The Drop Out Who Earned An MBA

Henry Oakes

Henry Oakes decided against going to college and instead founded a company. Years later, he opted for an MBA, becoming the first MBA grad at Imperial College in London without an undergraduate education

What’s your image of an MBA student? Probably he or she would a good undergraduate degree on the resume. The person would almost certainly have five or so years of work experience. And if the student is aiming for a highly ranked school, he or she would have to score reasonably well on the GMAT or GRE.

Henry Oakes couldn’t be further from this profile. He left school at the age of 16, set up and sold a business, and then became one of the first people without an undergraduate degree to ever earn an MBA at Imperial College Business School in London.

What’s more, Oakes won a distinction in earning his MBA in 2017. And far from using his new-found skills to settle down into a safe corporate job or consulting firm, he has just launched another new start-up.

“I don’t come from a wealthy background,” Oakes tells Poets&Quants, “but I had been given a full scholarship to a private school in the West Country. I got 11 GCSEs, all As or A*. When I told my teachers that I didn’t plan on staying to do A levels and go to university there was quite a lot of shock.” The decision came down to personality, Oakes says. “Particularly when I was younger, I always quite enjoyed taking contrarian views. Being a bit different, and not wanting to swim with the crowd.”


Of course, plenty of drop-outs have gone on to found successful businesses. Unlike Marc Zuckerberg or Bill Gates, though, Oakes didn’t have a burgeoning business ready to unleash. He moved to Brighton to be closer to family and took on part-time jobs to make ends meet. “I was struggling a little bit, to be honest, and like a lot of people in that situation I thought, ‘well, If I want to have some money, maybe I should go and play the lottery.’ I found myself in a convenience store standing in line behind about six 65-year-old ladies, holding a paper ticket and pencil.” Then inspiration struck.

“I thought: ‘This is rubbish. Why can’t I play a game that’s more engaging in a more engaging way? Why is the game itself so boring?” He quickly came up with some alternative lottery-style games (“my family has always been into board games and strategy games,” he says) and a few days later emailed his brother to see what he thought. He loved them. It was 2008. Oakes’ brother’s City trader job was looking precarious. Feeling he had nothing to lose, he quit, and the two went into business together.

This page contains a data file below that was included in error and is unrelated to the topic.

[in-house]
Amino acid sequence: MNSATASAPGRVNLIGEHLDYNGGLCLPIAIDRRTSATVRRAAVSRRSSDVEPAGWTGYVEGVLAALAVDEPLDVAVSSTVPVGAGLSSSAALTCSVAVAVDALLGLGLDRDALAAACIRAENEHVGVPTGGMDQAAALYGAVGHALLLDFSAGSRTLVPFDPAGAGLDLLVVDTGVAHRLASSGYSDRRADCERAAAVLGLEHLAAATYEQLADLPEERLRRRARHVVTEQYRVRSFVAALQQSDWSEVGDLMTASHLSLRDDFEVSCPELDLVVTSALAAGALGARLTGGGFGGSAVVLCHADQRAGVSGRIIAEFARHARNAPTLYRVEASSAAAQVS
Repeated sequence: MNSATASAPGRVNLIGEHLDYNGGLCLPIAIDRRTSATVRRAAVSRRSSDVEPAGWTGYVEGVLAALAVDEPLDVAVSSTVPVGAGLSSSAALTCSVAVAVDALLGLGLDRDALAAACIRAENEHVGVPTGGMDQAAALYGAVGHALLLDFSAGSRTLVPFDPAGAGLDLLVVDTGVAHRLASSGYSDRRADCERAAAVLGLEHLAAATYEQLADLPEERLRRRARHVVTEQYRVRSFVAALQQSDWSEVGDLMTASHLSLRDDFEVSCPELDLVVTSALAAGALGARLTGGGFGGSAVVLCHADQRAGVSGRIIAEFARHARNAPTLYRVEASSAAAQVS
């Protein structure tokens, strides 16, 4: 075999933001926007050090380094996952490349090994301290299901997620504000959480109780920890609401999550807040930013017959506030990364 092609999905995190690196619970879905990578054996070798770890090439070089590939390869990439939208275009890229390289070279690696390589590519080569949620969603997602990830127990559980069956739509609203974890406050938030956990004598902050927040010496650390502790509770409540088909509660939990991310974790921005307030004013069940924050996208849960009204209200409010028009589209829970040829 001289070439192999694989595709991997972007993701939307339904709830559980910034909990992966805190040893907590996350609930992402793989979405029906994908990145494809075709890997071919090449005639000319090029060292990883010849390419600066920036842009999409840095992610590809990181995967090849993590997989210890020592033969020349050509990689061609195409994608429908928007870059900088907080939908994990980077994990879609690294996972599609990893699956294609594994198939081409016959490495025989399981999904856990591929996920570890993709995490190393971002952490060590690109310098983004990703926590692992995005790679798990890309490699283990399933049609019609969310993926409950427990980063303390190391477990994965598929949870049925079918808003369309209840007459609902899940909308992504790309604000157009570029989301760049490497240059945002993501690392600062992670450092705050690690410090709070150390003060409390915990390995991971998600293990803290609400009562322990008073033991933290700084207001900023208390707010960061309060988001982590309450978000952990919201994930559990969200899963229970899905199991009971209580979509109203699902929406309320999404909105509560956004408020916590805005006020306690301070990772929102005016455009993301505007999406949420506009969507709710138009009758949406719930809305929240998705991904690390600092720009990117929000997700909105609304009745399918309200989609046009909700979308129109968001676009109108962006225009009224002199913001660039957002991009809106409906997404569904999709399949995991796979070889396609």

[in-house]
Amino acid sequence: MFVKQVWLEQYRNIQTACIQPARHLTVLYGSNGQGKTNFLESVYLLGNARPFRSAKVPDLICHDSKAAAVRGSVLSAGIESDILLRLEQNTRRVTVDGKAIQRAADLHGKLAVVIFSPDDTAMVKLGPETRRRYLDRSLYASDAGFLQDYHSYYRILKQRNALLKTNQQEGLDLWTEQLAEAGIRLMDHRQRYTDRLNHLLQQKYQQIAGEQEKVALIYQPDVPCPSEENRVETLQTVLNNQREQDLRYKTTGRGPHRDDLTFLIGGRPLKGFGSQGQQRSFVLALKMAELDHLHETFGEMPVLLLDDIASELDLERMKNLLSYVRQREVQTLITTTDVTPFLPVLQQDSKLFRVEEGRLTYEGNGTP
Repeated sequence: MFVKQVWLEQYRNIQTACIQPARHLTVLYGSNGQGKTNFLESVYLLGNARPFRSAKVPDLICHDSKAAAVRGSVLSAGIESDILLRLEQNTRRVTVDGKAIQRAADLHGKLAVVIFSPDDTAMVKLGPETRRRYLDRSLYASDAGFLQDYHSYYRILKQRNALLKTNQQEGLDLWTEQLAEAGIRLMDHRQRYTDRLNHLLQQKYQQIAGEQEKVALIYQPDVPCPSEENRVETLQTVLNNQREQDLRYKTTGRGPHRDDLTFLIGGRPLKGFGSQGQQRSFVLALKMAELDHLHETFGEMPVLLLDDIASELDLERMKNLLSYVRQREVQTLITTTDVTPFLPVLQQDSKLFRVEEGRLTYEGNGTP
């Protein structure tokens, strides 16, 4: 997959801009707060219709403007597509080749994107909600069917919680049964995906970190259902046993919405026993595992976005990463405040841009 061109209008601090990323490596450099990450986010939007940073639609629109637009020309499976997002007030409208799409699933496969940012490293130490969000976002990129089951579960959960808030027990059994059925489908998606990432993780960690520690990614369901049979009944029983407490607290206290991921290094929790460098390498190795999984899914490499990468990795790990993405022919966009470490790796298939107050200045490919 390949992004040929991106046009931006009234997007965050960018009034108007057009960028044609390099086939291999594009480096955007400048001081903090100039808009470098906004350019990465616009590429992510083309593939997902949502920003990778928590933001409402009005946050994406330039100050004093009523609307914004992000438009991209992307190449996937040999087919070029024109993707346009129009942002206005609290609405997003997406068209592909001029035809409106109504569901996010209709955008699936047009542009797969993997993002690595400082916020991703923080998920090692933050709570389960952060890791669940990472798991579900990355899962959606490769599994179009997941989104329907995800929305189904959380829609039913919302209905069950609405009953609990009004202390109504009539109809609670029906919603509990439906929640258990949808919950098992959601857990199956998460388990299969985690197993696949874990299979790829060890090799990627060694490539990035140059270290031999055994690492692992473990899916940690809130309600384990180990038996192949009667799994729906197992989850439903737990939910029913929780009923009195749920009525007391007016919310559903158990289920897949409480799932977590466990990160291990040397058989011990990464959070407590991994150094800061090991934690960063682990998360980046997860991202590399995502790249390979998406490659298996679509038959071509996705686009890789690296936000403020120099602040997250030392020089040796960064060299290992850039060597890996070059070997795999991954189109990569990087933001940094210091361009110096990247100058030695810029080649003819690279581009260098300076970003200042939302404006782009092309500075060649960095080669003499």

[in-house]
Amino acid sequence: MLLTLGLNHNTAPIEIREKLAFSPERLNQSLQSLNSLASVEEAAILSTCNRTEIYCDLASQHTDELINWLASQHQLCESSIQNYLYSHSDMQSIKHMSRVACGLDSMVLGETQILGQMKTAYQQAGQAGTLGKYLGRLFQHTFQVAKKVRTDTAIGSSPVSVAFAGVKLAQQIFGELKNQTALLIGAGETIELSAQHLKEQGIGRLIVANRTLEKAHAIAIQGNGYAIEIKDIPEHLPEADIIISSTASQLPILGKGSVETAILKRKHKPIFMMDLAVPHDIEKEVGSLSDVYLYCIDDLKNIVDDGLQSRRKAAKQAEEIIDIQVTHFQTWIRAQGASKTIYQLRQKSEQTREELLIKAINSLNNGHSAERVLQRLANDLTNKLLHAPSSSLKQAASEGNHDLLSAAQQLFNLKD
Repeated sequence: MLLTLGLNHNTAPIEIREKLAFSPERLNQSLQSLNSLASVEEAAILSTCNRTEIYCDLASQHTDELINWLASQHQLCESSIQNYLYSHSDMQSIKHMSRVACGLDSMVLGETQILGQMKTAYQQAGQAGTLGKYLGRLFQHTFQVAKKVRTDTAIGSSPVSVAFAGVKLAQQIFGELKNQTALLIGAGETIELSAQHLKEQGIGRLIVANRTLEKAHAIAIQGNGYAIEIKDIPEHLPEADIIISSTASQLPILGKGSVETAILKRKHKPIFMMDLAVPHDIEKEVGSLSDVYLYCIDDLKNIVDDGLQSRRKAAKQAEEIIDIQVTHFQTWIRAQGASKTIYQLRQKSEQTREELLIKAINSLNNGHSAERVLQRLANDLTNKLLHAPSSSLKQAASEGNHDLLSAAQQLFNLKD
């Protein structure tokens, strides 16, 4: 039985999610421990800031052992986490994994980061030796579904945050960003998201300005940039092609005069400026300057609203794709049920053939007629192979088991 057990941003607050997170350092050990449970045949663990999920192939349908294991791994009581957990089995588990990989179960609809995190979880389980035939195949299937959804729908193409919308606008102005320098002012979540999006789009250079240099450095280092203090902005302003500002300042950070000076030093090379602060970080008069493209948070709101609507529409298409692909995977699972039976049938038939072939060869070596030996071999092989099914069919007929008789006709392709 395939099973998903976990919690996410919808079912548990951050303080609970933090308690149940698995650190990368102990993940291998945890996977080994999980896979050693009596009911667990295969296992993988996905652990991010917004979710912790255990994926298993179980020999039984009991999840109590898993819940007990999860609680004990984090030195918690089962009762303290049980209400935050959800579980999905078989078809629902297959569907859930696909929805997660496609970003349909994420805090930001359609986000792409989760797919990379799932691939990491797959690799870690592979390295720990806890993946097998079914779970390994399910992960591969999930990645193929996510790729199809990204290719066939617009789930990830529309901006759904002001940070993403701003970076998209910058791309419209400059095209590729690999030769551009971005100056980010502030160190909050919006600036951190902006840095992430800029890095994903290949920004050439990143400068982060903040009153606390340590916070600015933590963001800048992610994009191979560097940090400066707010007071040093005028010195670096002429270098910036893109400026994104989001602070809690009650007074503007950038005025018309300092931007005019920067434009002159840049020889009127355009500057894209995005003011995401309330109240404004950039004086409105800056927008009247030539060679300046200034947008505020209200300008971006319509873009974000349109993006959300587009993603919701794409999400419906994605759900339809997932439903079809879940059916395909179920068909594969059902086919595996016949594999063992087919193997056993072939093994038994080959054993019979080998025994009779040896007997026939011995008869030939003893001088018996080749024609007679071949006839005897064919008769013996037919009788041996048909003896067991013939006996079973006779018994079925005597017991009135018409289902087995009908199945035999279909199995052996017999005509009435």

Over the next eight years, the brothers’ company Geonomics raised £25m in venture capital and employed 50 people. In 2016 it was acquired by one of its investors, a publicly-listed gaming company. “It was maybe not the runaway success we hoped for, but we did launch the product all over the world and the team we built is still largely intact, so in the grand scheme of things, it was a success. I had the option to basically not join the acquiring company, but I chose to move on and do something different,” says Oakes.


Despite leaving education as soon as he could, Oakes had become jealous of friends who had gone to university. And while he knew that he had entrepreneurial qualities — an eye for a good idea and risk-tolerance, for example — some solid business skills might be useful. “I was no longer the young whippersnapper who’d left school at 16 and started a business, which had been enough for some people to say: ‘Hey, cool! Let’s back this guy’. “I realized that if you don’t know how to read a spreadsheet or you don’t know how to apply some basic statistical tools to analyze problems, you’re going to hit a ceiling pretty quickly. For me, I felt like I had already hit that ceiling.”

Realizing that the backing of a top business school could help, he went to an Imperial taster evening and got talking to someone in the admissions team. He talked about his experiences. Things were going well, and then he “dropped the bombshell” about his lack of college education. “She immediately went and got someone more senior, and it quickly became apparent that they quite liked the sound of me but they knew that it was going to be trouble to get me in,” Oakes remembers.

Usually, to apply for an MBA at Imperial you have to have an undergraduate degree from a top university and a 600-plus GMAT. However, for around 20 years Imperial has used a Special Qualifying Examination process for candidates who don’t match the criteria for programs. This was his route in. “They basically gave me a thick textbook, and I spent the summer learning math.” he says. A GMAT of 640 under his belt, he passed the exams and began his MBA in autumn of 2016.

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